Obvious solution: Funding Model Tab
If the google wasn't so EVIL these days, they would solve some of these problems. Broken funding models have a rather simple and obvious approach. Just disclose some additional information that would help us in "following the money" to assess whether or not an app is legit. This is not the only way it could be done, but just one form to make the suggestion more concrete.
There could be a "Funding" tab that would describe the funding model used by the developer of the app. Most of the common options would be boilerplates that a developer could select. The most obvious options (for free apps) would probably be "Ad supported" and "Limited-function version to promote paid version". That part would be under each developer's control, and should even include free text options if the developer wants to say more.
At the bottom of the Funding tab would be Google's part, which would not be accessible to the developer. Maybe the google can't say anything, in which case it would say "We have no evidence to support the claims made in the developer's financial model above." It might say "This developer is earning advertising revenue in the top quartile of app developers" or "This developer also produces <full product name>, so please see that page to learn more about the funding."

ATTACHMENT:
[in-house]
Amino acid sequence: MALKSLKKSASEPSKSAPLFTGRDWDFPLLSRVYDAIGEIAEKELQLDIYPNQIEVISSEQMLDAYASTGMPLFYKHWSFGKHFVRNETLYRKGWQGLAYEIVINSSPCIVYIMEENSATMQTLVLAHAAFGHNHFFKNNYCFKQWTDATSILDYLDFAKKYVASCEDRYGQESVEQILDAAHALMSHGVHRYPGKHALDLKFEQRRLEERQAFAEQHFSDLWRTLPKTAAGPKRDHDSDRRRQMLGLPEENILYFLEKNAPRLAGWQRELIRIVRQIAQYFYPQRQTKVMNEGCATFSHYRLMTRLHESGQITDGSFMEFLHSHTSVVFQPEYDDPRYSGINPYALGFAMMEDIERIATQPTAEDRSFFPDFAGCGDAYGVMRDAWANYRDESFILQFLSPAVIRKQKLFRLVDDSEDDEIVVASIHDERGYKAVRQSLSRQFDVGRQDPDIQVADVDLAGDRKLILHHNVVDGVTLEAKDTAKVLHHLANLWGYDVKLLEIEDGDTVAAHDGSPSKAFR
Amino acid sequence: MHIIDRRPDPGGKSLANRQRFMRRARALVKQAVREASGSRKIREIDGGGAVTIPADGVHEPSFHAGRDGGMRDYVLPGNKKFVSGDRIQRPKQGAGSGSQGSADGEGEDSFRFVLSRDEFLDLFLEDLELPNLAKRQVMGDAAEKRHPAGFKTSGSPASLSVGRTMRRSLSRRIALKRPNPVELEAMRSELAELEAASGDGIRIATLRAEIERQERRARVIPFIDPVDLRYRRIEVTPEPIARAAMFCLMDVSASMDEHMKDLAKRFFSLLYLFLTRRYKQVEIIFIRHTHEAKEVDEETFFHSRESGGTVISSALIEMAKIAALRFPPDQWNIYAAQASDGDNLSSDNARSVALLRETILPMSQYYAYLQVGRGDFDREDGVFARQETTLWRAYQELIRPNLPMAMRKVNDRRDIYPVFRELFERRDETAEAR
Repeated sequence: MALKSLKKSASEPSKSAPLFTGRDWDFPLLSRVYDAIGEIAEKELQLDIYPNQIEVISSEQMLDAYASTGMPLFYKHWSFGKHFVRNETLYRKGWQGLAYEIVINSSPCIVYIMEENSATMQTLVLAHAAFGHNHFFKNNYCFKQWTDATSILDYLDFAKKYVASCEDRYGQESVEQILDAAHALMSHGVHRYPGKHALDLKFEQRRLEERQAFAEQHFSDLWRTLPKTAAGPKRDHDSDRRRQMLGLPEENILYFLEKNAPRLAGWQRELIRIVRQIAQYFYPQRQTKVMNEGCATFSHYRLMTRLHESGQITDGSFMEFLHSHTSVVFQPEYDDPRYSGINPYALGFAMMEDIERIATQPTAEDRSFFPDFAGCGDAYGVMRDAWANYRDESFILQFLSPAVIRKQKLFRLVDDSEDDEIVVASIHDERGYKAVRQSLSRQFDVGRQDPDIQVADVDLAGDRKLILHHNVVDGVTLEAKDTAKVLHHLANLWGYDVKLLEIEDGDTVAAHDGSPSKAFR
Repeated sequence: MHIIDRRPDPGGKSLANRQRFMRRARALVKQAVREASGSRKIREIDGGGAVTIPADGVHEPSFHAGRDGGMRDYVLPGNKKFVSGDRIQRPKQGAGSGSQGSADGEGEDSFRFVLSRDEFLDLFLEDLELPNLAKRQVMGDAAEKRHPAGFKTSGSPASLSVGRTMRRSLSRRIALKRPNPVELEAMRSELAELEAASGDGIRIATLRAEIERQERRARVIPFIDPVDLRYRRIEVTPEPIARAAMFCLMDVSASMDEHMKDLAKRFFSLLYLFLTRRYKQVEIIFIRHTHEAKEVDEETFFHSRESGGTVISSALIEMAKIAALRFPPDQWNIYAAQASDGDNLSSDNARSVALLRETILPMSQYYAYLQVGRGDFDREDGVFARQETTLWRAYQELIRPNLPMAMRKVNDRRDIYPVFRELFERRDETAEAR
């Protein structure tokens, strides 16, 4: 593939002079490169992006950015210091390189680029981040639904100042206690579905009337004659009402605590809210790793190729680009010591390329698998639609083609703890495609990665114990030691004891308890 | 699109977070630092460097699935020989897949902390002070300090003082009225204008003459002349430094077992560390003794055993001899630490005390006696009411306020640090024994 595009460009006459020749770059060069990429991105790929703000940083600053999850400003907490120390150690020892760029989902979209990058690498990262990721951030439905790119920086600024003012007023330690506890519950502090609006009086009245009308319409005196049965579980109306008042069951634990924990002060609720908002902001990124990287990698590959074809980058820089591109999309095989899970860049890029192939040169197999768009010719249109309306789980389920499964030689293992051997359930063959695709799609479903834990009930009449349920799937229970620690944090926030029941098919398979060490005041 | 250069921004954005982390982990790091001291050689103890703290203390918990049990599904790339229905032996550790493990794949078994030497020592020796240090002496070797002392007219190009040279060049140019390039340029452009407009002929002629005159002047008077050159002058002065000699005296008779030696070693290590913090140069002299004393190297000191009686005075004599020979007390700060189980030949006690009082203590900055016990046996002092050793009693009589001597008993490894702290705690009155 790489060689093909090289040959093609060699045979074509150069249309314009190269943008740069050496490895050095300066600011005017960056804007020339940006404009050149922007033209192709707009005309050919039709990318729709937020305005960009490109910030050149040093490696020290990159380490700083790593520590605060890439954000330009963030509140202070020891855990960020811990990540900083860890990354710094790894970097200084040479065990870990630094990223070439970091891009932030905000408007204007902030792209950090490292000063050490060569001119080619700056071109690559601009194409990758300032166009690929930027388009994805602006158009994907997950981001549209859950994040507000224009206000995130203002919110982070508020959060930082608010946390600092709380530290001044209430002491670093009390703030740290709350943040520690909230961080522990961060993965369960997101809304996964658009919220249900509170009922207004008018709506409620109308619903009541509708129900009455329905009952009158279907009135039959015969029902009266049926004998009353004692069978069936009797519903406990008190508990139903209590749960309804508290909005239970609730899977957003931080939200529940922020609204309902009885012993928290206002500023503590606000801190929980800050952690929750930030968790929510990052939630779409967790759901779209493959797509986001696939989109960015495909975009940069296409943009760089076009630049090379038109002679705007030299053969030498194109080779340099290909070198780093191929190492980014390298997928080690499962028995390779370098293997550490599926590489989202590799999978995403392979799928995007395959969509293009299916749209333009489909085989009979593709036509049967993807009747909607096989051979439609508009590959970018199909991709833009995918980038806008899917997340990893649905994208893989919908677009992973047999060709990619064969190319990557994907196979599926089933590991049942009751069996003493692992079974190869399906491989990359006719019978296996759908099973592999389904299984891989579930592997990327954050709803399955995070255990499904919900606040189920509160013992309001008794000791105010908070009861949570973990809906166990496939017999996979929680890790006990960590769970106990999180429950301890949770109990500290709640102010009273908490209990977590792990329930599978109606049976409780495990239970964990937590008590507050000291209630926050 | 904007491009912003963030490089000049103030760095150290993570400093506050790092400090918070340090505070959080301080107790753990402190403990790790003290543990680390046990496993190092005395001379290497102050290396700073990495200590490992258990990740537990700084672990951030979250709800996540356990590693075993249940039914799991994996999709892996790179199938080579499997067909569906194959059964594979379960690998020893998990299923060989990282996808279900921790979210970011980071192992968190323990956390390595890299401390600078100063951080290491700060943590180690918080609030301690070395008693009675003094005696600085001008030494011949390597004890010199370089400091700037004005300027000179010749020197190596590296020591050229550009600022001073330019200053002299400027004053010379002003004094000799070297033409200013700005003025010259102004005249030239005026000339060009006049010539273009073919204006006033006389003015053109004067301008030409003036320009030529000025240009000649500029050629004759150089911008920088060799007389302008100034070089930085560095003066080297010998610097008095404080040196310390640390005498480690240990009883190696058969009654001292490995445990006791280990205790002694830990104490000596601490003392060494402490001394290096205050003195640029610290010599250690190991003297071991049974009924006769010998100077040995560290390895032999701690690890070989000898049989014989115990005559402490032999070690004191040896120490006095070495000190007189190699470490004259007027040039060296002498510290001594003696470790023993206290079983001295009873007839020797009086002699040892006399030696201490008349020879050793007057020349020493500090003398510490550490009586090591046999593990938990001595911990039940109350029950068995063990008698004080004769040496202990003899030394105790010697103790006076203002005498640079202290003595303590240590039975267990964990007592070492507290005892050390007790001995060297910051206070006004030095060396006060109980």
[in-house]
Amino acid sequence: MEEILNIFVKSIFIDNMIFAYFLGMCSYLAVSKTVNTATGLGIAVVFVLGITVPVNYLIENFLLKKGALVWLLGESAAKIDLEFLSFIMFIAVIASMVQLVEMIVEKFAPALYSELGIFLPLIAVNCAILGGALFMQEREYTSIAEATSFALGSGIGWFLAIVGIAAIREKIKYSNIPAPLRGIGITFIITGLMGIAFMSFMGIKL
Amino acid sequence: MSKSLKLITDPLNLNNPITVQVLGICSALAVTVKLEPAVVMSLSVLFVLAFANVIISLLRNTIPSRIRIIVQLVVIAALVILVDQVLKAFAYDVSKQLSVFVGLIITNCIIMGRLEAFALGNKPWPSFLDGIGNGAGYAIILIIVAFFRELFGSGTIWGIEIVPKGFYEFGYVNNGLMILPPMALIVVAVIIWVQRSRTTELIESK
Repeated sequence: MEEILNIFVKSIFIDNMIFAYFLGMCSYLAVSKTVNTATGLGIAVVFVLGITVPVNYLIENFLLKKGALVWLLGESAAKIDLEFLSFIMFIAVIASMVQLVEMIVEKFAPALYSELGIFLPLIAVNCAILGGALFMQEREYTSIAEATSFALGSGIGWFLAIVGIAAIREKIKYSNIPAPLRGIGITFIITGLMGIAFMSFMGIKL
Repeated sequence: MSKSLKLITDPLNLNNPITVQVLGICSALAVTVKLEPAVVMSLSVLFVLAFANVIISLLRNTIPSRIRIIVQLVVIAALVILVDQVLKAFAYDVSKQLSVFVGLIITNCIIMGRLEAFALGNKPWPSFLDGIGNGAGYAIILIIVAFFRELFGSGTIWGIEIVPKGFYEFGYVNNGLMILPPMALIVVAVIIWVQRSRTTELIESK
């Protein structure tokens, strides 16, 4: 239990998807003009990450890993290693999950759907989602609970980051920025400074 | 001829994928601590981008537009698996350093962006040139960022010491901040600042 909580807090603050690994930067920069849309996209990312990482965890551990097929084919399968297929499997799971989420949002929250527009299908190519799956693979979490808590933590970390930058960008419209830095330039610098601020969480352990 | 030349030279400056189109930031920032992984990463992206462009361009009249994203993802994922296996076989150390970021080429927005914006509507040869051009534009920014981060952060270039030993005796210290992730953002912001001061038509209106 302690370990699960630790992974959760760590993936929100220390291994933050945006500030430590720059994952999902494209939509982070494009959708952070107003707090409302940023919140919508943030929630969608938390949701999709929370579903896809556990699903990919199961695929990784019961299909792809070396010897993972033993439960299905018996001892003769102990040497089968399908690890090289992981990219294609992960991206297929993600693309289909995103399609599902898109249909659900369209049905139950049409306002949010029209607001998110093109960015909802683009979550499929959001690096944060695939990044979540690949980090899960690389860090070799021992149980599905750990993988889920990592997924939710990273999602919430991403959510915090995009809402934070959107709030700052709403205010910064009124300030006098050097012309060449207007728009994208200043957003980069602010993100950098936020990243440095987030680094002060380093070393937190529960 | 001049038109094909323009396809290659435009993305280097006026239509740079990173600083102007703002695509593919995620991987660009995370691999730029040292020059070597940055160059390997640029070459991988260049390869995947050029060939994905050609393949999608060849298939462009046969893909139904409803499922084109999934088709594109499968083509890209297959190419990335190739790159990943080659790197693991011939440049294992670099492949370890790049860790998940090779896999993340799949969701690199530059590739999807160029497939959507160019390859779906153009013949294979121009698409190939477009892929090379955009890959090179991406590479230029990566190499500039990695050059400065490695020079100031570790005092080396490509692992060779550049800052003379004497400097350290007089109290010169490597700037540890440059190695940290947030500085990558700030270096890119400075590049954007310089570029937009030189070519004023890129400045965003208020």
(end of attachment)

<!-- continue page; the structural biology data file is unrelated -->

Having offered that suggestion, I have to admit that it may not have done much good in this specific case because the financial model was pretty clear, and it was just the big lie. However, I think the reality was that the other anti-virus companies should have shot this one down quite quickly. Obviously, they should have downloaded the new competitor, and as soon as they tested it, they would have discovered it did nothing. Hmm... Now that I think about it, that's probably how this scam collapsed.
Another way it might have collapsed is if the google is checking for sock puppets, as suggested by another commenter (who I can't see now). Again, obvious, but I think the google is too EVIL to be bothered.